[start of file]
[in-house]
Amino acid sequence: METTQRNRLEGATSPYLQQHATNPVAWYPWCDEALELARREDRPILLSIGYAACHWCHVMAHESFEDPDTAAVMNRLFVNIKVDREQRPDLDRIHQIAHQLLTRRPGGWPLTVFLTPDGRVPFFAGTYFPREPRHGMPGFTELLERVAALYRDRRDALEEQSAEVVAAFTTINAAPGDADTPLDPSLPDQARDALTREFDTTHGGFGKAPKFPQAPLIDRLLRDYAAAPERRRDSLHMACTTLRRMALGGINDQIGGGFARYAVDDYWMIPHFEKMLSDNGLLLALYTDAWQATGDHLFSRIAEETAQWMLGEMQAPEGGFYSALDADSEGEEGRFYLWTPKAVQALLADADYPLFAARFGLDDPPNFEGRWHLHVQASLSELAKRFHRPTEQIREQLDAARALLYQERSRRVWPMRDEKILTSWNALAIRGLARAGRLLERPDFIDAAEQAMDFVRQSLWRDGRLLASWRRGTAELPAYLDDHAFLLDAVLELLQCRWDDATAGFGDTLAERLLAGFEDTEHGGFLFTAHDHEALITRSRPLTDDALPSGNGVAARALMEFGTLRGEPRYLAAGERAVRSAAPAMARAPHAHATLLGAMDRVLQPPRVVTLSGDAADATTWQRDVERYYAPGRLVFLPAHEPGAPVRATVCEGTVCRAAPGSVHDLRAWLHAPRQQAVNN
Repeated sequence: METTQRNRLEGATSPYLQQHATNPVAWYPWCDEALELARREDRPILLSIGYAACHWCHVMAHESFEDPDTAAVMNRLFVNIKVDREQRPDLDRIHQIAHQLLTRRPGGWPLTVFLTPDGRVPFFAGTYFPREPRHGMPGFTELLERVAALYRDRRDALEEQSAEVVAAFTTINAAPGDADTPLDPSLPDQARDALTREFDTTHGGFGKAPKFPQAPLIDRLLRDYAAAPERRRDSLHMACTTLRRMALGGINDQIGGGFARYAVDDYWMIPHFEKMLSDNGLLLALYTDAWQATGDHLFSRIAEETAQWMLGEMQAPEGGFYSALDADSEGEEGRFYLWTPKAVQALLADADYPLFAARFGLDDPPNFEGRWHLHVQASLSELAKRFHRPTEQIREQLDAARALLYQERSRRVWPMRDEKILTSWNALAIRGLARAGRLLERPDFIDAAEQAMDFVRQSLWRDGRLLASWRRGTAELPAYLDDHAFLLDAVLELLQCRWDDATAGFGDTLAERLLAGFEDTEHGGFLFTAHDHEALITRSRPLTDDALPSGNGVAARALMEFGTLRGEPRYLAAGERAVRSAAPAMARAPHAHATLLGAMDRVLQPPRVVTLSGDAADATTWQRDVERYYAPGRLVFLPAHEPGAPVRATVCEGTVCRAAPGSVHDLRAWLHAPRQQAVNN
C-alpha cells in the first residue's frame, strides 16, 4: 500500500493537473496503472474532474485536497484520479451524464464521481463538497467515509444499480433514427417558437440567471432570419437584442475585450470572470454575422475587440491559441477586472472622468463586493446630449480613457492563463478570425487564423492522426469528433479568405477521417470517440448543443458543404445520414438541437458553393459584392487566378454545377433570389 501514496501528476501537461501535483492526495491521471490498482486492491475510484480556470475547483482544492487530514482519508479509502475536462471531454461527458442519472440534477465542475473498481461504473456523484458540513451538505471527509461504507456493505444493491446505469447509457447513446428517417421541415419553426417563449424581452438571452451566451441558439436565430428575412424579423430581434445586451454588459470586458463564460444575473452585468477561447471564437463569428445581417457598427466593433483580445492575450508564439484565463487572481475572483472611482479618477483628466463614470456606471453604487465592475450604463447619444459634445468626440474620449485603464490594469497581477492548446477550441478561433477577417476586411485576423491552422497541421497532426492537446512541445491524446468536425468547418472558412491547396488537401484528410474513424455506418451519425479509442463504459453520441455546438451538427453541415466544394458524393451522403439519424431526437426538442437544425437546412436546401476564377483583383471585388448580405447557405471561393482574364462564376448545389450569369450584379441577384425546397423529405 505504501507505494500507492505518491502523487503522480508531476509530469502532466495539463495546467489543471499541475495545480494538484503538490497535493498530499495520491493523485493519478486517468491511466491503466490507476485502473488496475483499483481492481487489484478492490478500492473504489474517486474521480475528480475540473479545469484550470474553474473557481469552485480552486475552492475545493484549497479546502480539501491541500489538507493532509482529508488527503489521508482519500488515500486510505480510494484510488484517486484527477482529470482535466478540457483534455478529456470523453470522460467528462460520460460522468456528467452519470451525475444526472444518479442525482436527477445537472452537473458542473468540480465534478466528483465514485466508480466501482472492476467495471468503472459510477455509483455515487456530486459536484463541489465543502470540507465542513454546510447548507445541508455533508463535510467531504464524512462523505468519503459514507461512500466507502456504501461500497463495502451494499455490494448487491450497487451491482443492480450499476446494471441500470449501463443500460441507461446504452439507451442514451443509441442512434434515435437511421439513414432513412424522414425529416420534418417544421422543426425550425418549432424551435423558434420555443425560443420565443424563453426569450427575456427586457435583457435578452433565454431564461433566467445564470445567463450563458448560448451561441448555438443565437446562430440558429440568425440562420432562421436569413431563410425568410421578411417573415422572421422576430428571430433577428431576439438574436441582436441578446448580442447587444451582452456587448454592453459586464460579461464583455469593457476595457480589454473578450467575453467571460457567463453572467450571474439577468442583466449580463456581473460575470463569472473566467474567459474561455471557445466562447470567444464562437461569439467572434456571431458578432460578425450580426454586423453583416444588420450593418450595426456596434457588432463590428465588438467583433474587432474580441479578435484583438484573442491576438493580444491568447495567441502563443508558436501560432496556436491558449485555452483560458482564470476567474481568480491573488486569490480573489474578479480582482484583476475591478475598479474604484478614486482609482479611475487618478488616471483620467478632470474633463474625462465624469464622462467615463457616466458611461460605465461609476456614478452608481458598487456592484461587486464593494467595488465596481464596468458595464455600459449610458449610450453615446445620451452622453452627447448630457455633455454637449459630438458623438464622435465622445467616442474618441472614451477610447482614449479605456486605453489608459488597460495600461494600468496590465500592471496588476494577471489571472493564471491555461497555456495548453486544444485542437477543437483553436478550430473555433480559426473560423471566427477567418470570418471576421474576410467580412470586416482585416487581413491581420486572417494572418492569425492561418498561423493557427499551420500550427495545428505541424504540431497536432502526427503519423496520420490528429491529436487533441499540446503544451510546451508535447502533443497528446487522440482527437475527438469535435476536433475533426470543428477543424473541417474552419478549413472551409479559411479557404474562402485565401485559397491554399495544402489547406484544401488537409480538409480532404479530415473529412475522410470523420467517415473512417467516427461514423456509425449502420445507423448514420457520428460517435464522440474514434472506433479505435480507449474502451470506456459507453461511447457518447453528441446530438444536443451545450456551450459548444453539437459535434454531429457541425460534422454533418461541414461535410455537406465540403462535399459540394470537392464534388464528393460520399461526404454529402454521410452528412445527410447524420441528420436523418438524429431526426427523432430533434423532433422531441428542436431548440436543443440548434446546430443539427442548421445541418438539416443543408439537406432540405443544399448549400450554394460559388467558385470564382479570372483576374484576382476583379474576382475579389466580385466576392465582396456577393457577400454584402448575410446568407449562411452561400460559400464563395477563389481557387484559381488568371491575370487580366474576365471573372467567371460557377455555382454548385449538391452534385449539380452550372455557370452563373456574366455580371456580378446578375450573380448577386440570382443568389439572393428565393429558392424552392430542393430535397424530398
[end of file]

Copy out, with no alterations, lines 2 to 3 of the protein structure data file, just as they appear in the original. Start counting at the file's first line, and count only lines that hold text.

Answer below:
Amino acid sequence: METTQRNRLEGATSPYLQQHATNPVAWYPWCDEALELARREDRPILLSIGYAACHWCHVMAHESFEDPDTAAVMNRLFVNIKVDREQRPDLDRIHQIAHQLLTRRPGGWPLTVFLTPDGRVPFFAGTYFPREPRHGMPGFTELLERVAALYRDRRDALEEQSAEVVAAFTTINAAPGDADTPLDPSLPDQARDALTREFDTTHGGFGKAPKFPQAPLIDRLLRDYAAAPERRRDSLHMACTTLRRMALGGINDQIGGGFARYAVDDYWMIPHFEKMLSDNGLLLALYTDAWQATGDHLFSRIAEETAQWMLGEMQAPEGGFYSALDADSEGEEGRFYLWTPKAVQALLADADYPLFAARFGLDDPPNFEGRWHLHVQASLSELAKRFHRPTEQIREQLDAARALLYQERSRRVWPMRDEKILTSWNALAIRGLARAGRLLERPDFIDAAEQAMDFVRQSLWRDGRLLASWRRGTAELPAYLDDHAFLLDAVLELLQCRWDDATAGFGDTLAERLLAGFEDTEHGGFLFTAHDHEALITRSRPLTDDALPSGNGVAARALMEFGTLRGEPRYLAAGERAVRSAAPAMARAPHAHATLLGAMDRVLQPPRVVTLSGDAADATTWQRDVERYYAPGRLVFLPAHEPGAPVRATVCEGTVCRAAPGSVHDLRAWLHAPRQQAVNN
Repeated sequence: METTQRNRLEGATSPYLQQHATNPVAWYPWCDEALELARREDRPILLSIGYAACHWCHVMAHESFEDPDTAAVMNRLFVNIKVDREQRPDLDRIHQIAHQLLTRRPGGWPLTVFLTPDGRVPFFAGTYFPREPRHGMPGFTELLERVAALYRDRRDALEEQSAEVVAAFTTINAAPGDADTPLDPSLPDQARDALTREFDTTHGGFGKAPKFPQAPLIDRLLRDYAAAPERRRDSLHMACTTLRRMALGGINDQIGGGFARYAVDDYWMIPHFEKMLSDNGLLLALYTDAWQATGDHLFSRIAEETAQWMLGEMQAPEGGFYSALDADSEGEEGRFYLWTPKAVQALLADADYPLFAARFGLDDPPNFEGRWHLHVQASLSELAKRFHRPTEQIREQLDAARALLYQERSRRVWPMRDEKILTSWNALAIRGLARAGRLLERPDFIDAAEQAMDFVRQSLWRDGRLLASWRRGTAELPAYLDDHAFLLDAVLELLQCRWDDATAGFGDTLAERLLAGFEDTEHGGFLFTAHDHEALITRSRPLTDDALPSGNGVAARALMEFGTLRGEPRYLAAGERAVRSAAPAMARAPHAHATLLGAMDRVLQPPRVVTLSGDAADATTWQRDVERYYAPGRLVFLPAHEPGAPVRATVCEGTVCRAAPGSVHDLRAWLHAPRQQAVNN